Alex the Entreprenerd (judge) commented:

In systems that track growing rewards, anytime a user balances changes, it’s important to recalculate their balances as to properly distribute pending rewards and to influence the future-rate at which rewards will be distributed (process generally called accruing)

In the case of the ConvexYieldWrapper, the warden has shown that because the wCVX token doesn’t perform a _checkpoint on each transfer, a malicious attacker could repeatedly transfer their tokens in order to reuse the same balance in multiple accounts, effectively sybil attacking the protocol.

The fix seems to be straightforward, however the impact of the finding breaks the accounting of the protocol, as such I believe High Severity to be appropraite

Alex the Entreprenerd (judge) commented:

The sponsor has mitigated in a subsequent PR by overriding the _transfer function

## [H-02] Malicious Users Can Transfer Vault Collateral To Other Accounts To Extract Additional Yield From The Protocol

Submitted by leastwood

ConvexYieldWrapper.sol is a wrapper contract for staking convex tokens on the user’s behalf, allowing them to earn rewards on their deposit. Users will interact with the Ladle.sol contract’s batch() function which:

• Approves Ladle to move the tokens.
• Transfers the tokens to ConvexYieldWrapper.sol.
• Wraps/stakes these tokens.
• Updates accounting and produces debt tokens within Ladle.sol.

_getDepositedBalance() takes into consideration the user’s total collateral stored in all of their owned vaults. However, as a vault owner, you are allowed to give the vault to another user, move collateral between vaults and add/remove collateral. Therefore, it is possible to manipulate the result of this function by checkpointing one user’s balance at a given time, transferring ownership to another user and then create a new checkpoint with this user.

As a result, a user is able to generate protocol yield multiple times over on a single collateral amount. This can be abused to effectively extract all protocol yield.

#### Proof of Concept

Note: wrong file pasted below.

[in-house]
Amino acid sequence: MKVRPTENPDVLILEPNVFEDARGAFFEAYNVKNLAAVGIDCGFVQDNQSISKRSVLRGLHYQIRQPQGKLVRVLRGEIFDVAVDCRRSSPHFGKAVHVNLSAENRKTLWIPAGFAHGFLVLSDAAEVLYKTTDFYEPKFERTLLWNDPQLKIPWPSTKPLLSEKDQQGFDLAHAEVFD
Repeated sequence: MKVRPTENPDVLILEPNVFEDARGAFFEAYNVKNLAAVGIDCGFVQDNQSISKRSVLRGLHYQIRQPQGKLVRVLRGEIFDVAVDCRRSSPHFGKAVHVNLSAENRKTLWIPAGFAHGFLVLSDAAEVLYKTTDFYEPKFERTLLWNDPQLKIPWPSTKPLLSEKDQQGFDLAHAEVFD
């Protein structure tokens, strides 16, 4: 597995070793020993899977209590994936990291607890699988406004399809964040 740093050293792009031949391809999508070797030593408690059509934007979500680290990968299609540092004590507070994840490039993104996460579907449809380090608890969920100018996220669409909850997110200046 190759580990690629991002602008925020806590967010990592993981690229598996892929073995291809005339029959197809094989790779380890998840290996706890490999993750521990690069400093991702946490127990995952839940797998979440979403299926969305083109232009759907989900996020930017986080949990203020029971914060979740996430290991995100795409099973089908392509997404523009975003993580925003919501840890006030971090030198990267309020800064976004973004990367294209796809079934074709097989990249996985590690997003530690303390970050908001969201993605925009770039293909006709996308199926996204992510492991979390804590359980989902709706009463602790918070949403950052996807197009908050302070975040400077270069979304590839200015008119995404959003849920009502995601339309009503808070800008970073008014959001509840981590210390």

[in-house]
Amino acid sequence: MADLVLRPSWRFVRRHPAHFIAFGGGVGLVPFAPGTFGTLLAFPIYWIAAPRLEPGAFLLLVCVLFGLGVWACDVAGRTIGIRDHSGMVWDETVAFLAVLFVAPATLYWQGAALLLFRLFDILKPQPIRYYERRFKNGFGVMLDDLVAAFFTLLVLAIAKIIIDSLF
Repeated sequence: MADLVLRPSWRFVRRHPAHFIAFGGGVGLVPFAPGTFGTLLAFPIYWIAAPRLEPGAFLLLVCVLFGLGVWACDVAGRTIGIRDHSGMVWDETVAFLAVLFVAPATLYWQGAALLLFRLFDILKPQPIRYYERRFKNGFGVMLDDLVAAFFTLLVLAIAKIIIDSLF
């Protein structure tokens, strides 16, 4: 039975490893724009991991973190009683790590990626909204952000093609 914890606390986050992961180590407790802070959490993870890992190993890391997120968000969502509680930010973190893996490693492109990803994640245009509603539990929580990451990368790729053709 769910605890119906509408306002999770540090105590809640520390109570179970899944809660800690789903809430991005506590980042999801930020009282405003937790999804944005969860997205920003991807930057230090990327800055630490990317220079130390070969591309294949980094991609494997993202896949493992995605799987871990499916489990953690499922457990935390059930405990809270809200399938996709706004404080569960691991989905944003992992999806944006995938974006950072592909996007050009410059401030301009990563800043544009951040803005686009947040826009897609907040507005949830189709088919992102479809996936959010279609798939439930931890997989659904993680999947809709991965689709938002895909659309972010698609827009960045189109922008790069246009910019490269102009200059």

Consider the following exploit scenario:

• Alice owns a vault which has 100 tokens worth of collateral.
• At that point in time, _getDepositedBalance() returns 100 as its result. A checkpoint has also been made on this balance, giving Alice claim to her fair share of the rewards.
• Alice then calls Ladle.give(), transferring the ownership of the vault to Bob and calls ConvexYieldWrapper.addVault().
• Bob is able to call user_checkpoint() and effectively update their checkpointed balance.
• At this point in time, both Alice and Bob have claim to any yield generated by the protocol, however, there is only one vault instance that holds the underlying collateral.

https://github.com/code-423n4/2022-01-yield/blob/main/contracts/ConvexYieldWrapper.sol#L100-L120

function _getDepositedBalance(address account_) internal view override returns (uint256) {
if (account_ == address(0) || account_ == collateralVault) {
return 0;
}

bytes12[] memory userVault = vaults[account_];

//add up all balances of all vaults registered in the wrapper and owned by the account
uint256 collateral;
DataTypes.Balances memory balance;
uint256 userVaultLength = userVault.length;
for (uint256 i = 0; i < userVaultLength; i++) {
if (cauldron.vaults(userVault[i]).owner == account_) {
balance = cauldron.balances(userVault[i]);
collateral = collateral + balance.ink;
}
}

//add to balance of this token
return _balanceOf[account_] + collateral;
}

#### Tools Used

Manual code review. Discussion/confirmation with the Yield Protocol team.

Ensure that any change to a vault will correctly checkpoint the previous and new vault owner. The affected actions include but are not limited to; transferring ownership of a vault to a new account, transferring collateral to another vault and adding/removing collateral to/from a vault.

iamsahu (Yield) confirmed

Alex the Entreprenerd (judge) commented:

The warden identified a way to sidestep the accounting in the ConvexYieldWrapper.

Because ConvexYieldWrapper takes lazy accounting, transferring vaults at the Ladle level allows to effectively register the same vault under multiple accounts, which ultimately allow to steal more yield than expected.

While the loss of yield can be classified as a medium severity, the fact that the warden was able to break the accounting invariants of the ConvexYieldWrapper leads me to raise the severity to high

Ultimately mitigation will require to _checkpoint also when vault operations happen (especially transfer), this may require a rethinking at the Ladle level as the reason why the warden was able to sidestep the checkpoint is because the Ladle doesn’t notify the Wrapper of any vault transfers

alcueca (Yield) commented:

Yes, that’s right. To fix this issue we will deploy a separate Ladle to deal specifically with convex tokens. The fix will probably involve removing stir and give instead of notifying the wrapper, but we’ll see.